Dig the planting hole twice as wide and to the same depth as the root-ball. Remove the shrub from the container, gently tease the roots and cut away any circled or tangled roots.
Position in hole and backfill, gently firming down. Form a raised or doughnut shaped ring of soil around the outer edge of the plant's root zone. This helps keep water where it's needed. Always water in well after planting to settle the soil around the roots and keep the soil moist for several weeks while the new plant establishes.
Mulch around the base with organic mulch like bark chips, sugarcane or pea straw, keeping it away from the trunk.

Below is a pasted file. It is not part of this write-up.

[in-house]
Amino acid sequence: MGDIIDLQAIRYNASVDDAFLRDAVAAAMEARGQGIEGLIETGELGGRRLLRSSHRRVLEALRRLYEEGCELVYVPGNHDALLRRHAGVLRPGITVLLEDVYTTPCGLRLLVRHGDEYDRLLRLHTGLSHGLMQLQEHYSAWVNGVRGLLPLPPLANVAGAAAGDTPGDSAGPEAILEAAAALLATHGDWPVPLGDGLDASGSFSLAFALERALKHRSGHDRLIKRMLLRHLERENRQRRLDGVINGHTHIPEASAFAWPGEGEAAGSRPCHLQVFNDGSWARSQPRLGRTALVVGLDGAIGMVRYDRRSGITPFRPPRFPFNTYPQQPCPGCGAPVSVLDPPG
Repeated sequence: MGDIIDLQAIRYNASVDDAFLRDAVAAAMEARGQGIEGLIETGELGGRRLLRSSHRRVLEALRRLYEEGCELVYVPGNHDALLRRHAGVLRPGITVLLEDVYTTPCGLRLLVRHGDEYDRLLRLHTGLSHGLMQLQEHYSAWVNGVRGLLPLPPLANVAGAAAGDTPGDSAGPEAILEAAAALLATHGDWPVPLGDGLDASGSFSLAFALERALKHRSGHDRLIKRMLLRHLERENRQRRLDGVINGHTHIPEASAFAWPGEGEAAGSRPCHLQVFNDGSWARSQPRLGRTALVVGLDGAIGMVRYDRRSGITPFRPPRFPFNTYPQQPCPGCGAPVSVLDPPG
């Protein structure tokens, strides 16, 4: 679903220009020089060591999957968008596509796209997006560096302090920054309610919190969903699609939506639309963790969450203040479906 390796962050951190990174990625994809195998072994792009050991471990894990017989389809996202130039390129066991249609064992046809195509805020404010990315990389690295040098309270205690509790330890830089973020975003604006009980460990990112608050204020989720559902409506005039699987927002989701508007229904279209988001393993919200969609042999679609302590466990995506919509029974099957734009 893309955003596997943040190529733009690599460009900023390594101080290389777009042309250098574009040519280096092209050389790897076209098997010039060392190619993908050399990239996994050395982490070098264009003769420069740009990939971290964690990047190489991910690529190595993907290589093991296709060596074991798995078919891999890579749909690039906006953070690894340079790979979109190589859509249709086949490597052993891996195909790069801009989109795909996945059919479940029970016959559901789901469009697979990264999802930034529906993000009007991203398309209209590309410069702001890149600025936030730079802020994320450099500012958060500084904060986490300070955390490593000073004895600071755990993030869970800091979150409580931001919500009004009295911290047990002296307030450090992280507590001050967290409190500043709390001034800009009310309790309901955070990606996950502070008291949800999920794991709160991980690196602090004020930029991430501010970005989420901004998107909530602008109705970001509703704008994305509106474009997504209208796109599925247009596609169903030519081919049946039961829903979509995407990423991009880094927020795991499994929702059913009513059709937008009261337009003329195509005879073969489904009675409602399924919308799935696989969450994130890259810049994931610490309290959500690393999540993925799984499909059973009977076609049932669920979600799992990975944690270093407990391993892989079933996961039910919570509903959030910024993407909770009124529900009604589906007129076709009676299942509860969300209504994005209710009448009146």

Water deeply, once or twice a week, depending on weather conditions.
Two varieties are desirable for effective cross-pollination.
Walnuts grow into very large trees that are ideal for country estates in cool, reasonably moist climates. Their ultimate size makes them too large for most suburban gardens.
Most familiar variety is the English or Persian walnut.
While modern varieties of walnut bear fruit within their first few years, it takes 4–6 years to produce a harvestable quantity and 10–12 years for the tree to reach full production.
Pruning is required every 3–4years, depending on growth rates of the tree.
You can help the plants to make the most of any available water by mulching heavily over the root area with a 10cm thick layer of organic mulch and by applying Yates Waterwise Soil Wetter Concentrate every six months. Soil wetters encourage water to better penetrate the root zone.